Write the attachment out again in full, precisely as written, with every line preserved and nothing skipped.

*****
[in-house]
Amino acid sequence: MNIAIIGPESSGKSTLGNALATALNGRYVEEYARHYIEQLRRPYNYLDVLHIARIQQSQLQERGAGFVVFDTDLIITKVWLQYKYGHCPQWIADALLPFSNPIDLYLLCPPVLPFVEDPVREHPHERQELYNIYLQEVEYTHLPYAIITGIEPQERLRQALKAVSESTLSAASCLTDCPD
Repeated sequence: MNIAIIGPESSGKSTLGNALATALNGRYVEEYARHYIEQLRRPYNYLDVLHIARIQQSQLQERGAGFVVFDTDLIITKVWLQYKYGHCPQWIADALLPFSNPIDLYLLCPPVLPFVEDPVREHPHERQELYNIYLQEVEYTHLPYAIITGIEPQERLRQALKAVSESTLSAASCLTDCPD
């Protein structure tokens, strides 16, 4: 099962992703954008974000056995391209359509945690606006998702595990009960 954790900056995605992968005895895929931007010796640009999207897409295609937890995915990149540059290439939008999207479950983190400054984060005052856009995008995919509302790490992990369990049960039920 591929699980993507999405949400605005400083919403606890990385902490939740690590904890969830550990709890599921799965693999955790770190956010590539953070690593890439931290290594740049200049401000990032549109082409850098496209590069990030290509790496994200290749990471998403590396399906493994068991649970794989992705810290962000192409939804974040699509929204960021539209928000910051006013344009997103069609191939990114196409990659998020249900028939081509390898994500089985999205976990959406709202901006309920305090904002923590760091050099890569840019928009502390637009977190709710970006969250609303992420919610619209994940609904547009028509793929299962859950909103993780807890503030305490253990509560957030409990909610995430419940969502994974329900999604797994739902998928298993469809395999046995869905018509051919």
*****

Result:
[in-house]
Amino acid sequence: MNIAIIGPESSGKSTLGNALATALNGRYVEEYARHYIEQLRRPYNYLDVLHIARIQQSQLQERGAGFVVFDTDLIITKVWLQYKYGHCPQWIADALLPFSNPIDLYLLCPPVLPFVEDPVREHPHERQELYNIYLQEVEYTHLPYAIITGIEPQERLRQALKAVSESTLSAASCLTDCPD
Repeated sequence: MNIAIIGPESSGKSTLGNALATALNGRYVEEYARHYIEQLRRPYNYLDVLHIARIQQSQLQERGAGFVVFDTDLIITKVWLQYKYGHCPQWIADALLPFSNPIDLYLLCPPVLPFVEDPVREHPHERQELYNIYLQEVEYTHLPYAIITGIEPQERLRQALKAVSESTLSAASCLTDCPD
């Protein structure tokens, strides 16, 4: 099962992703954008974000056995391209359509945690606006998702595990009960 954790900056995605992968005895895929931007010796640009999207897409295609937890995915990149540059290439939008999207479950983190400054984060005052856009995008995919509302790490992990369990049960039920 591929699980993507999405949400605005400083919403606890990385902490939740690590904890969830550990709890599921799965693999955790770190956010590539953070690593890439931290290594740049200049401000990032549109082409850098496209590069990030290509790496994200290749990471998403590396399906493994068991649970794989992705810290962000192409939804974040699509929204960021539209928000910051006013344009997103069609191939990114196409990659998020249900028939081509390898994500089985999205976990959406709202901006309920305090904002923590760091050099890569840019928009502390637009977190709710970006969250609303992420919610619209994940609904547009028509793929299962859950909103993780807890503030305490253990509560957030409990909610995430419940969502994974329900999604797994739902998928298993469809395999046995869905018509051919």